Washington State president Kirk Schulz said in a statement that 90% of the university's employees and faculty, as well as 97% of students, had been vaccinated.

"Experience is showing that vaccine mandates help motivate people to complete the vaccination process," said Marty Dickinson, chair of the university's board of regents. "WSU has worked diligently to ensure the health and safety of our students, facility, staff and communities, as seen in our outstanding vaccination rates. WSU leadership takes Governor Inslee's mandate policy seriously and we are committed to complying."

Rolovich was the first major college football coach to be in the crosshairs of a controversial vaccine mandate by Inslee. The 42-year-old former Hawaii coach is the highest-paid state employee at around $3 million a year and was the only unvaccinated coach in the Pac-12. The state set a deadline for all public employees to be vaccinated against the virus or be assigned an exemption on moral, religious or health grounds.

Last week, Rolovich confirmed a USA Today report from his old mentor June Jones that the head coach was seeking a religious exemption for the vaccine. It was not immediately known if the coach was granted that exemption, but Monday's reports makes it seem unlikely.

Rolovich first made mention of his vaccine status — specifically, the lack thereof — July 21 when he revealed he would not attend Pac-12 media day and take questions remotely after not receiving the COVID-19 vaccine. During his interview session, he said the matter was a "individual choice" and the reasons for his vaccine refusal "would remain private."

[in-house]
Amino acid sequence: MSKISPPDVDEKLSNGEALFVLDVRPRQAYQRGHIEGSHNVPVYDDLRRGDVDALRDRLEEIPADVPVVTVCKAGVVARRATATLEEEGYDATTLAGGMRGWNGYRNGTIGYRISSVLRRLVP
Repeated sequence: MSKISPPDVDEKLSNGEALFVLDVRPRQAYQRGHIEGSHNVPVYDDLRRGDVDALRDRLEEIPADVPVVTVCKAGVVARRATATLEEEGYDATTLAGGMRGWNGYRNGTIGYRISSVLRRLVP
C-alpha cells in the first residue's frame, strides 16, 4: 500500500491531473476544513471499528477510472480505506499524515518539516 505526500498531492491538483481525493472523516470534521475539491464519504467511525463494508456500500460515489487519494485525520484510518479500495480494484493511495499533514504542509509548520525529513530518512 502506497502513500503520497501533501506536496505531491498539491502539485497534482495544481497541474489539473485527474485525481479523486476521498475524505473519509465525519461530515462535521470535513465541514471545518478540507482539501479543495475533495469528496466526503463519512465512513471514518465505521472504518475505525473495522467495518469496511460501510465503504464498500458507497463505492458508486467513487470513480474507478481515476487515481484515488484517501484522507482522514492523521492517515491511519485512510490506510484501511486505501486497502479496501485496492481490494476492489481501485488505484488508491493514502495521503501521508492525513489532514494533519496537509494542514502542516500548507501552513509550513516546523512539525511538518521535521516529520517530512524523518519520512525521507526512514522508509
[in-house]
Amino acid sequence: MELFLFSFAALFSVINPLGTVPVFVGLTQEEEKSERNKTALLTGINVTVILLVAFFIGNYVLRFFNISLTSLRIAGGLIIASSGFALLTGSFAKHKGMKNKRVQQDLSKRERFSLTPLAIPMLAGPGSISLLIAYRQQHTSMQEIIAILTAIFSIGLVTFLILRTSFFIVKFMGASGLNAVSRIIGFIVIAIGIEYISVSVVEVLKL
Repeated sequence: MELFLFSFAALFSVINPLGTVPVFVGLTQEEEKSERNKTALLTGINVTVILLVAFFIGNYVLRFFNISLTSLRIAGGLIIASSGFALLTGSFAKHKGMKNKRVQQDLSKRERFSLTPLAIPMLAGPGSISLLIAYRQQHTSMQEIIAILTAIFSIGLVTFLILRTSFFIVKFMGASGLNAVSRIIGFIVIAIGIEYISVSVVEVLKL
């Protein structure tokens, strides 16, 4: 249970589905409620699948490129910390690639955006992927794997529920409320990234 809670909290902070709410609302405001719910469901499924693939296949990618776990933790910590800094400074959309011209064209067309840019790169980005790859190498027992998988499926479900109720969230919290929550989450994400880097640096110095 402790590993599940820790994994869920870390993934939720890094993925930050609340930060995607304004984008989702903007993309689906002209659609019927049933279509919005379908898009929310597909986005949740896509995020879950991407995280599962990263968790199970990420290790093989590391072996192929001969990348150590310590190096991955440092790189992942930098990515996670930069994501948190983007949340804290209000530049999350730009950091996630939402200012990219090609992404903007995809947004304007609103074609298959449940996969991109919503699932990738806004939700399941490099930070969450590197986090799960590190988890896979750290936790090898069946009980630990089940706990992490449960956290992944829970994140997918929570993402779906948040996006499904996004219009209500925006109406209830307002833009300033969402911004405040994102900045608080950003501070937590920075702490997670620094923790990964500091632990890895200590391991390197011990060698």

But Jones, who coached Rolovich at Hawaii, revealed to USA Today on Oct. 9 that the coach had applied for a religious exemption to the mandate — even while Jones pleaded with his one-time protege to receive the vaccine "for your career, and for others." Within a few days, Rolovich confirmed the report.

Washington's vaccine mandate for all state employees went into effect Monday, barring an exemption. Rolovich's request for an accommodation was denied Monday, Chun confirmed.

Washington State won its third consecutive game 34-31 against Stanford two days ago, after which Rolovich said he expected to "come to work tomorrow and get ready for BYU," when asked about the mandate's effects.

"I don't think this is in my hands," Rolovich told reporters. "I've been settled for a long time on it. I believe it's going to work out the right way."

BYU coach Kalani Sitake declined to comment specifically on Rolovich's vaccine situation Monday, saying he didn't know enough about the situation to comment after the Cougars (5-2) fell to Baylor 38-24 for their second loss of the season.

"I've been so into our season I haven't even looked into that as much," Sitake said. "I know coach Rolo; he's a really good coach, and has a really good staff. I'm trying to get our team off this stinking losing streak right now; all my attention is on that."

Rolovich was 5-6 in his second season at Washington State and 33-33 overall as a head coach, including a 1-2 record against BYU. Prior to his time in Pullman, Washington, he went 28-27 as head coach of his alma mater Hawaii — with his last act being a 38-34 win over BYU in the Hawaii Bowl on Christmas Eve in 2019.

The former Hawaii quarterback who played briefly with the Denver Broncos, Rhein Fire of NFL Europe, and in the Arena Football League with San Jose SaberCats, Arizona Rattlers and Las Vegas Gladiators was perhaps best known for his performance in 2001 with the Rainbow Warriors, when he ended BYU's bid for an undefeated season in 2001 with a record-setting eight touchdown performance and 543 passing yards en route to a 72-25 win over the Cougars.